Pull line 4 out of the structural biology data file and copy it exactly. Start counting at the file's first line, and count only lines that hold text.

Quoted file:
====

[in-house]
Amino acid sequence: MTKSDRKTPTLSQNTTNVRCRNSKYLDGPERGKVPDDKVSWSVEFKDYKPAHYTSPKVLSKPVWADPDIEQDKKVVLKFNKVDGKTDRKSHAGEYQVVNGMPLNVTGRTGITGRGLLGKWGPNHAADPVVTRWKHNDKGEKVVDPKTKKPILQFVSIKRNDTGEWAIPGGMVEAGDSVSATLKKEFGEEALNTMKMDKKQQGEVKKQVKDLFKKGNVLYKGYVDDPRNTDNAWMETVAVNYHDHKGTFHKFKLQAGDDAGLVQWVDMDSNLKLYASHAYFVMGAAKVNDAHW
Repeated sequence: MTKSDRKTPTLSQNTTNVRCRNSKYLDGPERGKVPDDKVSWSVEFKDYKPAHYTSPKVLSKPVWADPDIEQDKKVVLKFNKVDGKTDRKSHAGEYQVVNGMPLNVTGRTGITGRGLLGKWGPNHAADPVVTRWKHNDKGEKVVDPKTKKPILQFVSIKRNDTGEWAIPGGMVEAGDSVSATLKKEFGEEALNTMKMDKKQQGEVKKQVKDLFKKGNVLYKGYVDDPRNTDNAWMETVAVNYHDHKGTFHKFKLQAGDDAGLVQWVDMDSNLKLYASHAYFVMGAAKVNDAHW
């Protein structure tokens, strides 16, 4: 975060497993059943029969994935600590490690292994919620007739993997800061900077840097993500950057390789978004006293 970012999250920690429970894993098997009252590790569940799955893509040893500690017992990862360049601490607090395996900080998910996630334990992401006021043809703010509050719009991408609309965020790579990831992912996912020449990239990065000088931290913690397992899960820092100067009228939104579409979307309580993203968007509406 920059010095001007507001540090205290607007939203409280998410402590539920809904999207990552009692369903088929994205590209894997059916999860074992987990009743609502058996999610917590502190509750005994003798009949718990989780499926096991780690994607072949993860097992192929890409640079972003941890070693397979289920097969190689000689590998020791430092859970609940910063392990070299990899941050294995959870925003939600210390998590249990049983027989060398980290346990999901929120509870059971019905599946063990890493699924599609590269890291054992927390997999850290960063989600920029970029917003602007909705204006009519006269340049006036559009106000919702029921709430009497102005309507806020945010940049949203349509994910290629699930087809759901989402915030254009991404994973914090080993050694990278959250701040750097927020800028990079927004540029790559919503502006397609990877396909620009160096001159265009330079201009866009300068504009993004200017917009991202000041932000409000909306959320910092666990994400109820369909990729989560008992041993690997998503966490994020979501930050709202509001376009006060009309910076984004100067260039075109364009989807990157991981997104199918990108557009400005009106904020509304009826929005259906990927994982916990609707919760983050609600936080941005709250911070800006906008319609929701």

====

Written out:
């Protein structure tokens, strides 16, 4: 975060497993059943029969994935600590490690292994919620007739993997800061900077840097993500950057390789978004006293 970012999250920690429970894993098997009252590790569940799955893509040893500690017992990862360049601490607090395996900080998910996630334990992401006021043809703010509050719009991408609309965020790579990831992912996912020449990239990065000088931290913690397992899960820092100067009228939104579409979307309580993203968007509406 920059010095001007507001540090205290607007939203409280998410402590539920809904999207990552009692369903088929994205590209894997059916999860074992987990009743609502058996999610917590502190509750005994003798009949718990989780499926096991780690994607072949993860097992192929890409640079972003941890070693397979289920097969190689000689590998020791430092859970609940910063392990070299990899941050294995959870925003939600210390998590249990049983027989060398980290346990999901929120509870059971019905599946063990890493699924599609590269890291054992927390997999850290960063989600920029970029917003602007909705204006009519006269340049006036559009106000919702029921709430009497102005309507806020945010940049949203349509994910290629699930087809759901989402915030254009991404994973914090080993050694990278959250701040750097927020800028990079927004540029790559919503502006397609990877396909620009160096001159265009330079201009866009300068504009993004200017917009991202000041932000409000909306959320910092666990994400109820369909990729989560008992041993690997998503966490994020979501930050709202509001376009006060009309910076984004100067260039075109364009989807990157991981997104199918990108557009400005009106904020509304009826929005259906990927994982916990609707919760983050609600936080941005709250911070800006906008319609929701």